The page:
Boston Strong news – Boston, MA: US DOJ Boston reports 4.27.2020.

Harvard University has agreed to pay $1,359,791 to resolve allegations that Harvard’s T.H. Chan School of Public Health (HSPH) overcharged certain grants funded by the National Institutes of Health (NIH) and the Health Resources & Services Administration (HRSA). This settlement resulted from Harvard’s self-disclosure of issues that it identified on NIH and HRSA grants by a particular professor and her team between at least 2009 and 2014.

Colleges and universities receiving federal grants are required to accurately track their time and effort and only charge grants for time and effort that employees spent working on those grants. Overstating time and effort spent on grants can result in awarding agencies (in this case NIH and HRSA) paying more than is justified.

The government contends that the HSPH professor, Donna Spiegelman, and her team overstated the time and effort spent working on certain NIH grants for which they provided support (and where they were not principal investigators or key personnel). The overcharges were associated with statistical analysis support that the professor and her team provided to other HSPH professors on grant-related research. The government alleges that Professor Spiegelman and her team inappropriately charged their time and effort by evenly distributing their time across all grants for which they provided statistical support, without accurately accounting for the time they actually spent on particular grants. The government further alleges that Professor Spiegelman overstated a portion of her time and effort on a HRSA-funded President’s Emergency Plan for AIDS Relief (“PEPFAR”) grant, on which she was key personnel. As a result, between 2009 and 2014, Professor Spiegelman and her team allegedly overcharged certain NIH and HRSA grants by approximately $1,359,791.

This settlement also resolves allegations that HSPH knew or should have known that the manner in which Professor Spiegelman, and those working under her direction, were charging time and effort had resulted in or would result in overcharges to these NIH grants.  HSPH did not timely review Professor Spiegelman’s historical timekeeping to determine whether she and her team had overcharged grants, despite questions being raised for several years about these timekeeping practices.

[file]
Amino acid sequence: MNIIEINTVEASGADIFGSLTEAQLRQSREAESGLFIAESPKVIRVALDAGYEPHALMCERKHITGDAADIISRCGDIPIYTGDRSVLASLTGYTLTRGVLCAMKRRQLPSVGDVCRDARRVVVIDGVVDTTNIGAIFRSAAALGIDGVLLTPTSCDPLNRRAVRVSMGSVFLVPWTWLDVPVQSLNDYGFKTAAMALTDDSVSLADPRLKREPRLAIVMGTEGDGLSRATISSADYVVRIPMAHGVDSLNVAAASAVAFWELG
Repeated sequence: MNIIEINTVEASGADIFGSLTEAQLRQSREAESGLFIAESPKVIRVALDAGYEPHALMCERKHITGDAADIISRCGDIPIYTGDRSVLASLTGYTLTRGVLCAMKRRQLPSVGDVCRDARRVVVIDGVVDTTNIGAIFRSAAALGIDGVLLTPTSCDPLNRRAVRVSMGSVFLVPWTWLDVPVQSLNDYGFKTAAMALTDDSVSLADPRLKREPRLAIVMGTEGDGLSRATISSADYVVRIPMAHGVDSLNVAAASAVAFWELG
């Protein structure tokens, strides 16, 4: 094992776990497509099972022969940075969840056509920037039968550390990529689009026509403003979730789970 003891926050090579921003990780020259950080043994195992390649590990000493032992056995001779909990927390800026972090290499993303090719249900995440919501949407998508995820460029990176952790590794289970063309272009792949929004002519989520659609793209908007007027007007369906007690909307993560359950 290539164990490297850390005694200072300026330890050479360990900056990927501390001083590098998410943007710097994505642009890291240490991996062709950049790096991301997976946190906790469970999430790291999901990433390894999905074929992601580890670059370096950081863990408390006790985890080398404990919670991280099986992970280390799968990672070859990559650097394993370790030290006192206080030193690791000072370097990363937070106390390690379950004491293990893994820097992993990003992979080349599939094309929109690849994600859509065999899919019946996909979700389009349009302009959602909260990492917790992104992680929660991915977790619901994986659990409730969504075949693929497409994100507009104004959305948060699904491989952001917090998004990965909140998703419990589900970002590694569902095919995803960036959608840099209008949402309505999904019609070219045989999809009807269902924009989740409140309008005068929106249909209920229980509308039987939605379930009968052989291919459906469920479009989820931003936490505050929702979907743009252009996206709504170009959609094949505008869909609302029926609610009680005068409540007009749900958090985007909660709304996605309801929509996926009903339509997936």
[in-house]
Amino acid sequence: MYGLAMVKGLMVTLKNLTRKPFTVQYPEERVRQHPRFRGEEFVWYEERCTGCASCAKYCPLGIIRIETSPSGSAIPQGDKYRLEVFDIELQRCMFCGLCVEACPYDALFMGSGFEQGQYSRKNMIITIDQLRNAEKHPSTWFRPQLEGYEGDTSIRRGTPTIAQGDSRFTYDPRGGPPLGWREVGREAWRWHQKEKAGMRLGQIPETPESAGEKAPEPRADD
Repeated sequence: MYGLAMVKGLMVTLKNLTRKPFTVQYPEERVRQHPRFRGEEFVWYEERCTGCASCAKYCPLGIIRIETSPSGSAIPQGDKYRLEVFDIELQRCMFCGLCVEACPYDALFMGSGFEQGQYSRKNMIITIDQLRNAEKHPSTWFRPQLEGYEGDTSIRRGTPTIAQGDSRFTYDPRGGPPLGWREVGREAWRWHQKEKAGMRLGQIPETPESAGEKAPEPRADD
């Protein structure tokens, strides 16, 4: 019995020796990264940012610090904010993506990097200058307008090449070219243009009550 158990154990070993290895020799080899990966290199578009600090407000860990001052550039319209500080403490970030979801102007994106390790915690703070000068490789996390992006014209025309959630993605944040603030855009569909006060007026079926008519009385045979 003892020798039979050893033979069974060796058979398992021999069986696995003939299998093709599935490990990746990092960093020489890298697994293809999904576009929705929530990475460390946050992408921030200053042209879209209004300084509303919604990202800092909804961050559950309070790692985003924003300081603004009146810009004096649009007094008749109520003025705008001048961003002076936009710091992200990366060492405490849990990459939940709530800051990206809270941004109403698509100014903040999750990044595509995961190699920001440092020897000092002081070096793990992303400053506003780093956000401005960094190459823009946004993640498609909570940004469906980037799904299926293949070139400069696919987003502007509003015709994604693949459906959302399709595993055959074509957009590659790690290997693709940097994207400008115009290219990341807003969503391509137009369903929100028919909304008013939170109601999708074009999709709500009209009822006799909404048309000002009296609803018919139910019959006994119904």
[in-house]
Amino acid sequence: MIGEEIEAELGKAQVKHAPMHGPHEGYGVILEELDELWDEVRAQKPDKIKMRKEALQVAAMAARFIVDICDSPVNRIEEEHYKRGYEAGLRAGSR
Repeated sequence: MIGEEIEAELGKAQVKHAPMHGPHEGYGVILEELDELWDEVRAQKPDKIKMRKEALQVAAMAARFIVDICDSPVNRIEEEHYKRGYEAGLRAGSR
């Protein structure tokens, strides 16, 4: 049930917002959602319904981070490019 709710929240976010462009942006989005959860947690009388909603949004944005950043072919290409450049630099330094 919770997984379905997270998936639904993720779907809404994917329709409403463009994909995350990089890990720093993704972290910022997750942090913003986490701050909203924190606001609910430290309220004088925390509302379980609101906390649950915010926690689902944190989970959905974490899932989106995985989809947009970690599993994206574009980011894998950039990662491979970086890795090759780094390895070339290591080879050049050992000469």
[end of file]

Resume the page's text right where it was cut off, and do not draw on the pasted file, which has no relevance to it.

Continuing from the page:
“As this resolution shows, this Office will continue to examine whether colleges and universities, and their professors, are appropriately using government funding,” said United States Attorney Andrew E. Lelling. “Grant fraud wastes scarce government resources and limits the availability of funding for other research. We commend Harvard for itself disclosing the alleged overcharges at the School of Public Health and for taking steps to prevent future recurrences.”

“Institutions that receive government-funded research grants have an obligation to the American taxpayer to accurately account for their use of those funds,” said Phillip Coyne, Special Agent in Charge of the U.S. Department of Health and Human Services, Office of the Inspector General. “This settlement demonstrates OIG’s commitment to ensuring that taxpayer dollars are not wasted, and that organizations that receive these funds are truthful in their dealings with federal agencies like the NIH and HRSA”

Since Harvard disclosed these potential overcharges to NIH and the U.S. Attorney’s Office in 2016, it investigated the potential overcharges by the professor and others at HSPH, disclosed its findings, and worked cooperatively to explain the overcharges. In addition, Harvard has put in place additional internal controls and safeguards aimed at preventing overcharges from occurring in the future. 

United States Attorney Lelling and HHS OIG SAC Coyne made the announcement today. Assistant U.S. Attorneys Brian M. LaMacchia and Jessica J. Weber of Lelling’s Affirmative Litigation Unit handled the matter.